Young girls will explore the world of science and technology during a summer camp founded by Loyola students
April 24, 2015
Circuits, wires and audio technology are all that’s needed to turn a young girl’s boring summer into a technology-fueled adventure.
Flor Serna, music industry senior, founded the Electric Girls summer camp. The camp takes place at Loyola, has four different sessions running from June 1 to July 31 and is open to girls ages 7-14. She said her goal for the camp is to spark young girls’ interest in the fields of science, technology, engineering and mathematics through fun projects.
“We’re the only exclusively female STEM venture. There are others that exist in the city, but what’s important is that girls have their own space to work on this kind of stuff because the way that they learn it is different from the way that boys learn it,” Serna said.
Serna said that Electric Girls is important because it gives girls a chance to excel in a fast-growing job market.
“The reason why it’s important is because STEM fields are growing at such a greater rate than non-STEM fields, and right now, only 24 percent are held by women,” Serna said.
Maya Ramos, music industry sophomore, said that she first noticed Electric Girls after seeing it on Facebook.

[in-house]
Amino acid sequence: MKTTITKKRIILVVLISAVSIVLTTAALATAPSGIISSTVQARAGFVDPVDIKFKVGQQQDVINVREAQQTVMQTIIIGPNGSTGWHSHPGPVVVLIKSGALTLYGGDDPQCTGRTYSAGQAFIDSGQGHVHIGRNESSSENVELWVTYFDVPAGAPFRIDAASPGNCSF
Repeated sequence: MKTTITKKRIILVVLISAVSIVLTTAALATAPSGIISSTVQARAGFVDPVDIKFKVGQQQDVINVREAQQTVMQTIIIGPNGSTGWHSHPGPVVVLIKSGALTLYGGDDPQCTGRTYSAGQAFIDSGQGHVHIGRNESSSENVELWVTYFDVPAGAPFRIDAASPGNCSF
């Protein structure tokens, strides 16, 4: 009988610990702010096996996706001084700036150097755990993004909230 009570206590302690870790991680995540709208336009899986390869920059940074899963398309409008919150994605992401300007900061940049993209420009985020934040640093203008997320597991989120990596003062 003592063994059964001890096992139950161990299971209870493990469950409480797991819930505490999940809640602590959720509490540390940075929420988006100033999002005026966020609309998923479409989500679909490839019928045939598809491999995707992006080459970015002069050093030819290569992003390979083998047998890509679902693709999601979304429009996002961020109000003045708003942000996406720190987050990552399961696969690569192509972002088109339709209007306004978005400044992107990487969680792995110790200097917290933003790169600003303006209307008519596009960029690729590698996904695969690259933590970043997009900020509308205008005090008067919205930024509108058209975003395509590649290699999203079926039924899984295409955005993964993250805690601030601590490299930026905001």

“I knew Flor because we were in the music studio together. She started training me to be an engineer, and I did notice that we were the only two girls in there in a group of 20 guys that started out training,” Ramos said.
Currently, Electric Girls is being taught as a program at Lycée Français and Louise S. McGehee, and this summer the program will be turned into a camp.
Ramos said that helping Serna came as a natural response when she first found out about Electric Girls. She now volunteers with Serna at the schools during the academic year.
“It’s always something that I’ve been aware of because I’ve always been in science, math and music — three things where it’s pretty male-dominated,” Ramos said. “I started thinking that would be really cool and that I would love to help her out.”
Serna and Ramos currently use different projects at the schools to teach girls about audio technology, engineering and more. Serna said that the girls will do projects similar to the ones that they are learning now at the summer camp.
“We’re right now working on these sort of final projects, which are instruments that they built. So they physically build something, and then they use this electronic kit to make it so that when you touch different parts of the thing that you built, it will make different noises. And then they can program it on a computer to make whatever noises you want,” Serna said.
Serna recently won $250 at a “shark tank” competition at Pitch Loyola, an event sponsored by the Center for Entrepreneurship and Community Development of Loyola.
“With the $250, it will go to a scholarship for one of the girls who really wants to participate in the camp but can’t afford it,” Serna said.
Naomi Yavneh, director of the university honors program, said that she is proud of Serna and is looking forward to meeting the new campers.
“The head of the middle school at Louise S. McGehee, Connie Harlan, has been raving about how excited the girls are, and I look forward to welcoming girls to Flor’s camp this summer and to the honors program about five or six years from now,” Yavneh said.